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Common questions about reporting child abuse

On Behalf of | Nov 9, 2022 | Family Law |

It might seem like there’s little to no need to report child abuse if it happened a long time ago, especially if the child is grown up or has no possibility of seeing the offender in Oklahoma again. And oftentimes, reporting these incidents is painful and difficult for everyone involved.

Think about the next person

You might wonder if it’s worth putting yourself and others through all that. But as hard as it may be, it’s important to consider what would happen if you allow the abuse or neglect to go unreported.

Reporting child abuse can prevent further incidents from occurring. Those who commit these criminal acts are often repeat offenders. Think about those who will encounter the individual in the future.

It doesn’t matter when the domestic abuse happened. The important thing is there’s still someone out there who might repeat the same pattern of behavior.

Who can file a child abuse report?

Child abuse reporting can come from various sources. In some cases, it’s a child reporting something that they experienced themselves. Other times, it’s one kid reporting something that happened to another child.

Child abuse may be also be reported by adults like teachers, babysitters, coaches and day care workers. Some professionals such as counselors are mandatory reporters, meaning they have strict laws requiring them to report any allegations, suspicions or witnessed incidents of neglect and abuse.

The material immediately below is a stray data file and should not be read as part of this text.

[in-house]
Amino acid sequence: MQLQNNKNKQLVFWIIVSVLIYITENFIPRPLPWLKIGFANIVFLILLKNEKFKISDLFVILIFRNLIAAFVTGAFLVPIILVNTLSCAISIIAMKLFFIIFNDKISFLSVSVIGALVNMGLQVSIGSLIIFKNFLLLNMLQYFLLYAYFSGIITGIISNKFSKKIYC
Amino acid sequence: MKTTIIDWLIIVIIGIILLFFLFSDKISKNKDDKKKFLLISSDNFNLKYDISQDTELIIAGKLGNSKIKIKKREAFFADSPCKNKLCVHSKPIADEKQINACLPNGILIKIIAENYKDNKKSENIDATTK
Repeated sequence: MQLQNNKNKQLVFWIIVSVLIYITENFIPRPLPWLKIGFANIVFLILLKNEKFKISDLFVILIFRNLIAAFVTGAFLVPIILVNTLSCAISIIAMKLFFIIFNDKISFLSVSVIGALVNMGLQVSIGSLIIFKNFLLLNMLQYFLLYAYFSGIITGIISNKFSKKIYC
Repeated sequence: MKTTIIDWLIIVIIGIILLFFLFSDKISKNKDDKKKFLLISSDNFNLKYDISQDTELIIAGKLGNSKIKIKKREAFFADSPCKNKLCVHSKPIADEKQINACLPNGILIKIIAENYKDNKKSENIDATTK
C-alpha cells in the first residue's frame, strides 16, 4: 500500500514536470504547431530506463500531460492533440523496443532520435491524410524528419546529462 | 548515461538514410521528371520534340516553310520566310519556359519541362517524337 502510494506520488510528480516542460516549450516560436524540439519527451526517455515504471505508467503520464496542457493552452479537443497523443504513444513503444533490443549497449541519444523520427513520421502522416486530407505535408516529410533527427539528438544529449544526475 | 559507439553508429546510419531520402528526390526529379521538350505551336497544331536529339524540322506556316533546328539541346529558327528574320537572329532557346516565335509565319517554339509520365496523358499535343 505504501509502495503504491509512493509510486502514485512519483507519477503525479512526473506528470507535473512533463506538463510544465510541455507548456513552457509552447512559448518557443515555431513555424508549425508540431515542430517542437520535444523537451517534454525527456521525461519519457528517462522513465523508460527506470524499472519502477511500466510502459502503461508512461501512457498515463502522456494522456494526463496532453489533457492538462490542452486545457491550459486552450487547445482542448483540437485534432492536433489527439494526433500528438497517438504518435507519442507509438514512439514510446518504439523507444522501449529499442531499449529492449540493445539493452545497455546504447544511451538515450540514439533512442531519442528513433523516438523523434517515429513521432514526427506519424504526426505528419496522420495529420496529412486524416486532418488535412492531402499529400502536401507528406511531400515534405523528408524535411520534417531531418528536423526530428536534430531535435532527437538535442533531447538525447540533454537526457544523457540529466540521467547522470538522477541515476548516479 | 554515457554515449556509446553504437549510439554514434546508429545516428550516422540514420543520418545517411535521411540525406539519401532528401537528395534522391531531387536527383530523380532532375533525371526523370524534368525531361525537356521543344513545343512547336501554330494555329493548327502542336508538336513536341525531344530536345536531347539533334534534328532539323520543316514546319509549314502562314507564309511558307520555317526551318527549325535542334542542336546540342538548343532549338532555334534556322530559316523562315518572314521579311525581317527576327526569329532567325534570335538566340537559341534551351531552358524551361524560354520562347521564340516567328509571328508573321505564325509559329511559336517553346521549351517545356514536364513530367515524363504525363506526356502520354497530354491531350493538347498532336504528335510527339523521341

The abuse might have been witnessed firsthand or heard about by friends at school or other activities. It makes a big difference whether it’s someone in their close social circle or a person they haven’t interacted with as much.

Depending on how comfortable you are with the person, it may be difficult to know how to approach the situation. The best thing to do is be kind and gentle while staying honest and asking the hard but important questions.

A child doesn’t have to be legally yours in order for you file an abuse report. If the child is under your care and you see or suspect abuse or neglect, it’s within your power to report it.